Restau­rant Re­view

Row­ley Farm­house Ales

Pasatiempo - - CONTENTS - Molly Boyle

The equal strengths of the menu and the beer pro­gram make for a sorely needed lo­cally owned re­prieve from the con­struc­tion sna­fus, chain drive-thrus, and auto-body shops of Cer­ril­los Road.

“God love ya, have a beer,” my Irish great-grand­mother used to say to guests in her home, and for a wee respite from these un­cer­tain times, we might do well to heed her sug­ges­tion. In the in­ter­est of such es­capism, I headed to Row­ley Farm­house Ales, a cheery new brew­house just off Cer­ril­los Road. On a side street near Au­toZone and the Ar­ti­san art sup­ply store, Row­ley of­fers over 20 beers on tap and nearly as many by the bot­tle, in ad­di­tion to a small wine list and a well-ex­e­cuted — and well-priced — menu of strik­ingly good pub food.

The brain­child of brew­mas­ter John Row­ley and chef Jeff Ka­plan, the gas­tropub is rus­tic but well ap­pointed, fea­tur­ing a long, smooth bar made from re­claimed wood and a heated, tented beer-gar­den-style pa­tio with pic­nic ta­bles. Row­ley’s main fo­cus is on farm­house ales, or sour beer, which orig­i­nated in re­gions of Bel­gium and puts a lo­ca­vore spin on brew­ing meth­ods — along with sour­ing bac­te­ria, the wild ales con­tain mul­ti­ple yeast strains from their nat­u­ral en­vi­ron­ment. These el­e­ments are said to con­trib­ute to a more com­plex fla­vor and a lower al­co­hol con­tent, and a 10-ounce draft of the Row­ley Ab Ini­tio-Grape­fruit, a Ber­liner Weisse sour, proved tartly in­vig­o­rat­ing.

In ad­di­tion to one or two of Row­ley’s own cre­ations, the rest of the tap list is in­tel­li­gently cu­rated, con­tain­ing a good mix of ales, stouts, IPAs, pil­sners, and He­feweizens from brew­eries near and far. The of­fer­ings change sev­eral times a week, ac­cord­ing to the help­ful and quite knowl­edge­able wait­staff. On Wed­nes­days, they tap a spe­cial, rare keg. Re­cently, it was La­gu­ni­tas’ Born Yes­ter­day, a mel­lower IPA with fewer piney notes and more of a cit­rusy fin­ish (and one of only two kegs shipped to our state). We also sam­pled Up­s­lope’s re­fresh­ing Blood Or­ange Sai­son and Mar­ble’s com­plex spice-laden Pump­kin Noir. We were wowed by Founders’ Ken­tucky Break­fast Stout, a creamy Amer­i­can im­pe­rial with notes of dark choco­late, cof­fee, and caramel. Fur­ther re­search yields that some in­no­va­tors have used this as a base for a beer-ice-cream float, and I ap­plaud their ge­nius.

Even if you’re not a beer drinker, come for the thought­ful food, which is lo­cally sourced where pos­si­ble and heavy on com­fort. The crispy Korean chicken wings are dusted with a sprin­kling of peanuts, the fried chicken’s eggshell-thin bread­ing giv­ing way to ten­der, fla­vor­ful white meat. These were served along­side a red-pep­per-flecked cu­cum­ber salad. My com­pan­ion, who tends to make top-five lists, quickly marked these as a new con­tender for best wings in town.

The pou­tine is a bit more el­e­gant than usual, with house-cut shoe­string french fries bathed in a red-wine sauce un­der melted Old Wind­mill Dairy ched­dar cheese curds and hearty cubes of seared Four Daugh­ters flat-iron steak from Los Lu­nas. A bowl of milky New Eng­land clam chow­der in­cludes Manila clams in their shells, along with smoky ba­con chunks, tar­ragon, and corn. I may have wished for a bit more depth from the broth, but the soup’s in­gre­di­ents were stel­lar. A sim­ple and lovely farm­ers mar­ket salad fea­tures a warm piñon-stud­ded goat-cheese pil­low over a bed of fresh bal­samic-dressed greens, toma­toes, and beets.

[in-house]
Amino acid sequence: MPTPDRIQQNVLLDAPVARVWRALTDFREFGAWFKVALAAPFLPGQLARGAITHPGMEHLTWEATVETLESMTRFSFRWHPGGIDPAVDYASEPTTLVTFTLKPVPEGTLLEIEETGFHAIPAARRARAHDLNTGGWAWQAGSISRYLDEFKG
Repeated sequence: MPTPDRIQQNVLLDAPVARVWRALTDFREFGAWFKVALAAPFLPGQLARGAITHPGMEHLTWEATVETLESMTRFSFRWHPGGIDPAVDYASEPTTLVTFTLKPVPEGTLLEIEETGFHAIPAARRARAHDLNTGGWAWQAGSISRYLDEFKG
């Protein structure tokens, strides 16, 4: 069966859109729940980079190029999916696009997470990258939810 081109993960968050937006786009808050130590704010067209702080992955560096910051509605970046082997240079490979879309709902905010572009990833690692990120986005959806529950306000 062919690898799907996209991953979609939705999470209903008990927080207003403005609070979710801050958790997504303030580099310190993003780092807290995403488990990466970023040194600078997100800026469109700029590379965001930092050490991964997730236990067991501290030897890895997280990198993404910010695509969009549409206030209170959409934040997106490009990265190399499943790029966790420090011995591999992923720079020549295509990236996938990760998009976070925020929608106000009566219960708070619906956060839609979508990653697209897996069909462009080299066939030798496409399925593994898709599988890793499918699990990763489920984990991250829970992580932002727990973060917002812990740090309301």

Chicken and waf­fles are a high­light. Ka­plan knows his way around a fryer, and our plump, juicy breast boasted a lightly golden, nicely crunchy coat­ing. In­clud­ing a fluffy Bel­gian waf­fle driz­zled with house-made maple syrup in­fused with Santa Fe Spir­its’ Colkegan whiskey, the dish was a plea­sure from start to fin­ish. So too was the am­brosial mac ’n’ cheese, which presents a blend of Parme­san, blue cheese, and moz­zarella melted in a heap of el­bow mac­a­roni dot­ted with more of that thick-cut ba­con. The sir­loin burger, cooked slightly past the re­quested medium, none­the­less brought big fla­vor to a brioche bun with ba­con, ched­dar, and a faintly sweet caramelized onion mar­malade. The slightly cin­na­mony home­made ketchup made a boon com­pan­ion to a pile of nicely fried skinny onion rings.

The vibe at Row­ley is con­vivial and pleas­ant, with an em­pha­sis on fun — Ka­plan only semi-jok­ingly ad­vised us to steer clear of po­lit­i­cal con­ver­sa­tion a few nights af­ter the elec­tion — and on ed­u­cat­ing beer­cu­ri­ous cus­tomers. On both my vis­its, a con­sci­en­tious wait­staff in­formed me up-front what the kitchen had run out of and what the new draft se­lec­tions were; when I mar­veled at their ef­fi­ciency and breadth of knowl­edge, a server con­fided to me that there were “cheat sheets” posted around the es­tab­lish­ment for ease of com­mu­ni­ca­tion be­tween staff and pa­trons.

The equal strengths of the menu and the beer pro­gram make for a sorely needed lo­cally owned re­prieve from the con­struc­tion sna­fus, chain drive-thrus, and auto-body shops of Cer­ril­los Road — and the pub’s am­ple lot of­fers a sen­si­ble al­ter­na­tive to hunt­ing for a park­ing spot else­where. On my last visit, I couldn’t stay away from cur­rent af­fairs al­to­gether when I spot­ted — and felt im­me­di­ately com­pelled to sam­ple — Row­ley’s new­est elixir on draft, a Rus­sian im­pe­rial stout called Grab ’Em by the Putin. Rich and brawny, it was smoother and went down more eas­ily than other stouts I’ve tried. Drain­ing its last restora­tive drops, I felt ready to face the world again.

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